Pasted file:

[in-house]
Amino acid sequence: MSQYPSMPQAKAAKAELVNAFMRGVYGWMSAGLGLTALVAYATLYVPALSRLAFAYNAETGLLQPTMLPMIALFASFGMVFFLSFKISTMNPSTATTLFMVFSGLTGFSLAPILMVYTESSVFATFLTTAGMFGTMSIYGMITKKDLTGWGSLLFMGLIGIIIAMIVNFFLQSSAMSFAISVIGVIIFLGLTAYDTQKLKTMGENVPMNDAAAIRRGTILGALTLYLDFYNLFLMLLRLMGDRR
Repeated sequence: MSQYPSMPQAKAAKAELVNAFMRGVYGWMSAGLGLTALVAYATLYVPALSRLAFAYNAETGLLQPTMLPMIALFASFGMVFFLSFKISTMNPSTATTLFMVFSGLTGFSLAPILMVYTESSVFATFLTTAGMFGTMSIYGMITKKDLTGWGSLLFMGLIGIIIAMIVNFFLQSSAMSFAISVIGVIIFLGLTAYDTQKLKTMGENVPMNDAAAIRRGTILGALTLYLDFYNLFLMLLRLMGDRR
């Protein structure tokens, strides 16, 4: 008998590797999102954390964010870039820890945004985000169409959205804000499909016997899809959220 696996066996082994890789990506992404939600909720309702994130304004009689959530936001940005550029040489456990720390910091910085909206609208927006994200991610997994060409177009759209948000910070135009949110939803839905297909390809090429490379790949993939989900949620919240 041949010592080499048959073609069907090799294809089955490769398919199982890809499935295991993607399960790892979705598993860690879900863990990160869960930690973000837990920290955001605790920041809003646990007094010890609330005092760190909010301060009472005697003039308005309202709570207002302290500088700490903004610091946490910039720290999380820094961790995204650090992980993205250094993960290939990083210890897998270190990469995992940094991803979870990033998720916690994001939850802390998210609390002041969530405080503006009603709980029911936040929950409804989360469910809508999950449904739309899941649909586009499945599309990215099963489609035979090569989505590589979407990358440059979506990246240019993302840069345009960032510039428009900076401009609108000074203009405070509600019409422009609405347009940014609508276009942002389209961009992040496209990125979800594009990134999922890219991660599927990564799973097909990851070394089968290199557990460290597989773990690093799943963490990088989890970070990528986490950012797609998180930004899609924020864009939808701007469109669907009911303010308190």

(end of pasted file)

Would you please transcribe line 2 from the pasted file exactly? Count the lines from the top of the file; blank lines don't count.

Amino acid sequence: MSQYPSMPQAKAAKAELVNAFMRGVYGWMSAGLGLTALVAYATLYVPALSRLAFAYNAETGLLQPTMLPMIALFASFGMVFFLSFKISTMNPSTATTLFMVFSGLTGFSLAPILMVYTESSVFATFLTTAGMFGTMSIYGMITKKDLTGWGSLLFMGLIGIIIAMIVNFFLQSSAMSFAISVIGVIIFLGLTAYDTQKLKTMGENVPMNDAAAIRRGTILGALTLYLDFYNLFLMLLRLMGDRR